• XAI is critical for physicians, engineers, technicians, physicists, chemists, scientists and other specialists whose work is governed by the exactness of the model’s results, and who simply must understand and trust the models and modeling results.
  • For AI to take hold in healthcare, it has to be explainable. This black-box paradox is particularly problematic in healthcare, where the method used to reach a conclusion is vitally important. Responsibility for making life and death decisions, physicians are unwilling to entrust those decisions to a black box.

Let’s drill into what DARPA is trying to achieve with their XAI initiative.

DARPA XAI Requirements

DARPA is an agency of the United States Department of Defense responsible for the development of emerging technologies for use by the military.  DARPA is soliciting proposals to help address the XAI problem.  Information about the research proposals and timeline can be found at “Explainable Artificial Intelligence (XAI)”.

The target persona of XAI is an end user who depends on decisions, recommendations, or actions produced by an AI system, and therefore needs to understand the rationale for the system’s decisions.  To accomplish this, DARPA is pushing the concepts of an “Explainable AI Model” and an “Explanation Interface” (see Figure 1).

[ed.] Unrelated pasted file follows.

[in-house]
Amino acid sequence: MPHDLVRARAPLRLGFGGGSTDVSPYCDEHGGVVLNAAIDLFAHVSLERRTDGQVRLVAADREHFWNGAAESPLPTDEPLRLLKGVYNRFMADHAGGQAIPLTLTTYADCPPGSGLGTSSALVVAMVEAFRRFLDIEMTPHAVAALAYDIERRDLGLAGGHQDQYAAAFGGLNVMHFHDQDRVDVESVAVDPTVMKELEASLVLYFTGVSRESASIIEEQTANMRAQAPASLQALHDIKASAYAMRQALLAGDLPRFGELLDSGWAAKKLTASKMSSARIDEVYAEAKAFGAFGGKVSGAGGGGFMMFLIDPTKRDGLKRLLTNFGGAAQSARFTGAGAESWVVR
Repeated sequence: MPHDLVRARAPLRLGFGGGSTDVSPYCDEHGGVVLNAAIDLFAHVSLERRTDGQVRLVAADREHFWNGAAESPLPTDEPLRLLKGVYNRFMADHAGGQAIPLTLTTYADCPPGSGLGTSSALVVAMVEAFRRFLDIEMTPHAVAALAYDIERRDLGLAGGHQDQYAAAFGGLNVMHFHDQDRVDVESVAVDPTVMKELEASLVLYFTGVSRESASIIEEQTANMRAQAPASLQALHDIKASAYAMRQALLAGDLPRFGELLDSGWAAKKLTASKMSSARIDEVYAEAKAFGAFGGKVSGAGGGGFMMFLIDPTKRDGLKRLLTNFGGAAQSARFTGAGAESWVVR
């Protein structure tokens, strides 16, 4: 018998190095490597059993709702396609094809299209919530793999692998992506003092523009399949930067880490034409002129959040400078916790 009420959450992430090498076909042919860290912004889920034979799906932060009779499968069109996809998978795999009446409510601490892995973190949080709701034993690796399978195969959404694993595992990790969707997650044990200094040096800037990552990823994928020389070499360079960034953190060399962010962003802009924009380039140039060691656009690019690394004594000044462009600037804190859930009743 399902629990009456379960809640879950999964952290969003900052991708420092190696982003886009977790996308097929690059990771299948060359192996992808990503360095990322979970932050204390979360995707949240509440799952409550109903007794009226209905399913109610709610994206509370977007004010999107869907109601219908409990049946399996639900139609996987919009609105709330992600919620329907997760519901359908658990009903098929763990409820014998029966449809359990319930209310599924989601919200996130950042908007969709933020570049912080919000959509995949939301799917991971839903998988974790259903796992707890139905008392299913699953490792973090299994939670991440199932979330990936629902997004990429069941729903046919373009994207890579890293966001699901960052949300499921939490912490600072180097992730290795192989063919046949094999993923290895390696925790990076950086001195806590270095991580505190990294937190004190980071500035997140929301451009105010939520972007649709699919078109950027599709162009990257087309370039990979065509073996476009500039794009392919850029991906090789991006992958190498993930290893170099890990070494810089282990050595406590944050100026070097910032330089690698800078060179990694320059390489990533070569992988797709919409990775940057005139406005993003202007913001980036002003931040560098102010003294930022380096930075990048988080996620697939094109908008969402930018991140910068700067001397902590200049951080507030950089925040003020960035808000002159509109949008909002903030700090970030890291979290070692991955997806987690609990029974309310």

Figure 1: Explainable Artificial Intelligence (XAI)

Figure 1 presents three XAI research and development challenges:

  • How to produce more explainable models? For this, DARPA envisions developing a range of new or modified machine learning and deep learning algorithms to produce more explainable models versus today’s black box deep learning algorithms.
  • How to design the explanation interface? DARPA anticipates integrating state-of-the-art human-computer interaction (HCI) techniques (e.g., visualization, language understanding, language generation, and dialog management) with new principles, strategies, and techniques to generate more effective and human understandable explanations.
  • How to understand the psychological requirements for effective explanations? DARPA plans to summarize, extend, and apply current psychological theories of explanation to assist both the XAI developers and evaluator.